Apollo Group (NASDAQ:APOL) seems to be on double secret probation this year, with its stock down 14.4% since January 2006. It's not alone; rivals like Career Education (NASDAQ:CECO) and Laureate Education (NASDAQ:LAUR) have watched their stock plateau or drop in the same time frame. However, Apollo's unique advantages could eventually translate into outstanding returns for both investors and Foolish students alike. Let's review Apollo's latest earnings report to see whether it made the grade.

Apollo's yearly earnings rose only about 2% from last year, with revenues up 5.6% to $653.6 million. Those numbers aren't particularly inspiring, but they don't indicate a decline in the business model, either. The report contained another key indicator of future revenue: Associate's-degree enrollments at Apollo's University of Phoenix jumped 94% to about 66,100, while bachelor's-degree enrollments declined about 5% to 156,400. This might be good news for Apollo, since associate's degrees tend to lead to bachelor's degrees. The current decline in the latter doesn't much worry me at present.

The best reason to invest in Apollo, in my opinion, is the disruptive potential of its well-known University of Phoenix. For-profit institutions like the U of P, with its convenient classes over the Internet, are attracting many people who might never have otherwise pursued traditional college degrees. Tapping this eager market has fueled tremendous growth for Apollo, with revenues approaching $2.25 billion in 2005.

Traditional institutions of higher learning are having a difficult time with this approach, since they strive instead to offer the best education to the best students. The traditional school model is built to support that mission, with expensive, high-profile faculty, high tuition costs, and highly selective admissions. Traditional M.B.A. programs, for example, work well for those with the necessary time and resources, but companies increasingly can't afford to lose their talent for a two-year full-time program.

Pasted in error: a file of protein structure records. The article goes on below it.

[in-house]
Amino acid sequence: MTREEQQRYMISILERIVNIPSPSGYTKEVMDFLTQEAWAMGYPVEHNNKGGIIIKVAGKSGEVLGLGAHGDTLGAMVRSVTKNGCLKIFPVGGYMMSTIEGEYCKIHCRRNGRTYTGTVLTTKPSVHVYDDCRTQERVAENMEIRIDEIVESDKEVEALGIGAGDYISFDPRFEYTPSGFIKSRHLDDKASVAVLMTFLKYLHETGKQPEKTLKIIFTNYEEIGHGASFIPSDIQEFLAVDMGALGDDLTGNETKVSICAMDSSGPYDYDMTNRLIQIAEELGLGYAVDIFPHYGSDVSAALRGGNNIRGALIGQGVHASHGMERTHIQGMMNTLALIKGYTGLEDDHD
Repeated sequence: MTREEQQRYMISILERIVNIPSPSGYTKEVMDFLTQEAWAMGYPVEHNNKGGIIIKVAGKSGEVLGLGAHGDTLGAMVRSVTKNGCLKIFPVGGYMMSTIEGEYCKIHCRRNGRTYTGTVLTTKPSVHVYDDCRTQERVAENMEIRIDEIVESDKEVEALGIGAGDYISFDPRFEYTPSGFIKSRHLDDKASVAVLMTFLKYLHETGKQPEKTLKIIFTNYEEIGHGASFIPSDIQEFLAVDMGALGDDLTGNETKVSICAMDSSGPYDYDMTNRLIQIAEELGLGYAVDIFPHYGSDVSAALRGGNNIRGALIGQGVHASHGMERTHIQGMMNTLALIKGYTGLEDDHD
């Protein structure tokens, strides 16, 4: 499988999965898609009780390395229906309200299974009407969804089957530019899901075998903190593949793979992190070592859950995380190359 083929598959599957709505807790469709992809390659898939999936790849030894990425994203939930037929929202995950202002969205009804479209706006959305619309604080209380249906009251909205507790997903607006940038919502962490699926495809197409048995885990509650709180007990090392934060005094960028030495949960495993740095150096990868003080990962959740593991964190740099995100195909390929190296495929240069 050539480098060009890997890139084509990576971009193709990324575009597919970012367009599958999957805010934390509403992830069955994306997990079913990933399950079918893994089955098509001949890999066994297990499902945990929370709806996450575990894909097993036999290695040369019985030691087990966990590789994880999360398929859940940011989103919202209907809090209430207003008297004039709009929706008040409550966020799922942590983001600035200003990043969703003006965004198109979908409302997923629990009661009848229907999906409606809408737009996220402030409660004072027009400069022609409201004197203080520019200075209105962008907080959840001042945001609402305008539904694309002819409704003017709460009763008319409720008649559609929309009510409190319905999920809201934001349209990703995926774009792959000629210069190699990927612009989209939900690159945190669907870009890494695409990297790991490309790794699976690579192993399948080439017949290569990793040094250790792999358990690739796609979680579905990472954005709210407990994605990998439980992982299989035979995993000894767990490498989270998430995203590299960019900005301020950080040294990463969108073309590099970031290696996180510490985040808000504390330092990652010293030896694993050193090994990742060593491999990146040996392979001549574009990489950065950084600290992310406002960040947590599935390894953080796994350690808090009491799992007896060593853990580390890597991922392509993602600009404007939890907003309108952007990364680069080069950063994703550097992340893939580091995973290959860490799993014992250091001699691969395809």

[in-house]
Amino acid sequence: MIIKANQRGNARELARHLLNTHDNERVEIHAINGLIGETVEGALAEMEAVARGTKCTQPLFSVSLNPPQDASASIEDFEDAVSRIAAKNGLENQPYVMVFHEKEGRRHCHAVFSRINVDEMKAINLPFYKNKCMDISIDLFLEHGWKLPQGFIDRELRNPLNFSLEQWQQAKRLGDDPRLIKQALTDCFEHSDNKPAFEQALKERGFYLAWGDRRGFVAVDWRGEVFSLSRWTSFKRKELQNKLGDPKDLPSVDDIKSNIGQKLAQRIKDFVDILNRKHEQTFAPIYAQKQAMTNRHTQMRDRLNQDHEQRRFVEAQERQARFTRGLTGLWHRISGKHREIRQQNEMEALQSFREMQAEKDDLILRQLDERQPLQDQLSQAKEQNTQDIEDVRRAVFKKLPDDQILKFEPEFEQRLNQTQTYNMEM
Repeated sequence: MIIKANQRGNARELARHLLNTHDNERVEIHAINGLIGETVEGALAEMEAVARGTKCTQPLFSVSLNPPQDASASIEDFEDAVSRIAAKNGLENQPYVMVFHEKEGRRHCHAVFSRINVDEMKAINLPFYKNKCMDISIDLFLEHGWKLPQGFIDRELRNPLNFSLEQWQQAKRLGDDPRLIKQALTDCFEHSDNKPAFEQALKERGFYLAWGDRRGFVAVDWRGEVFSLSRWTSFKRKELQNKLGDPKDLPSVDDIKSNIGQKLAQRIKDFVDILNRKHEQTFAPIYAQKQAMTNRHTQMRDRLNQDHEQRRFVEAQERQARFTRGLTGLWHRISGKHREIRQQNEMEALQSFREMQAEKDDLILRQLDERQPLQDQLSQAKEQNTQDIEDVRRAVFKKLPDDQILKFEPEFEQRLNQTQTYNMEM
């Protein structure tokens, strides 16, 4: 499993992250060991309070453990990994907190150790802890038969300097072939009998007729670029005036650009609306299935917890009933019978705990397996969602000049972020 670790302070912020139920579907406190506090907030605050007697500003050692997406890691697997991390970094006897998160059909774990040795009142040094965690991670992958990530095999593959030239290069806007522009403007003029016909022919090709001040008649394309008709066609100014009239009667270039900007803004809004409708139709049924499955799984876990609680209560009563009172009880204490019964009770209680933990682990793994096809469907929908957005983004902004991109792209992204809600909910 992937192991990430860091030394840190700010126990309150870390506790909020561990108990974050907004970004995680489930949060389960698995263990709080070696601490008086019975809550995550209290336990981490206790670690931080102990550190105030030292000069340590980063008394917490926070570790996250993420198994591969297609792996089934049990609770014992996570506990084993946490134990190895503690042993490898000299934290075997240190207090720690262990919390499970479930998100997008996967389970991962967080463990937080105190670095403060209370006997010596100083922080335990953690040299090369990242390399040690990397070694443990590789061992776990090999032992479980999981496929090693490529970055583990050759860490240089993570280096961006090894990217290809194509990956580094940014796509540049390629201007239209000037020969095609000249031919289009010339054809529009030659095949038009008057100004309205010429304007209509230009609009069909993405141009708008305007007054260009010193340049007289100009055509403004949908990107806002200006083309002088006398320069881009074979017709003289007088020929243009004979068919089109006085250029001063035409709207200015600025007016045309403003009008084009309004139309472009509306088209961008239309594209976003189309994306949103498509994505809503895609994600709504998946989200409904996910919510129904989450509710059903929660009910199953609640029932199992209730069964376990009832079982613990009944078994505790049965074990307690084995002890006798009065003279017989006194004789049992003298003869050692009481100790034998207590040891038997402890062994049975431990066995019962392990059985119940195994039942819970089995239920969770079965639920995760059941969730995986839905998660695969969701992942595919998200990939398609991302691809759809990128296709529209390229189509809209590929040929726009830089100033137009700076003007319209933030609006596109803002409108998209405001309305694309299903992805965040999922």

Witness the rise of corporative universities such as GE's (NYSE:GE) famous Crotonville campus. These programs are developed to focus specifically on the talents GE wants its top managers to have, and they're available when it is most convenient for the managers to learn. Harvard could never offer this level of customization. The GE approach also opens an opportunity for many managers who, like Apollo Group's students, would never consider studying for a M.B.A. otherwise, but still need the lessons encapsulated within the traditional program.

Our highly distinguished schools are on the top of their game, with applications rising and thousands of families willing to fork over hefty tuition costs. But Apollo and other educational providers are emerging as a low-cost threat, offering customization and opportunity to thousands of people traditional colleges might never reach.

So what does this Fool think of Apollo's stock, trading just above its 52-week low? Not surprisingly, it looks intriguing, if a touch expensive on a price-to-free cash flow basis. As a blue chip with impressive long-term potential, Apollo could be worth investors' consideration for a small position, expanded over time through dollar-cost averaging. It might just be a smart investing move.

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Fool contributor Stephen Ellis' holdings can be viewed here. He does not own shares in any companies mentioned. The Motley Fool's disclosure policy is at the head of its class.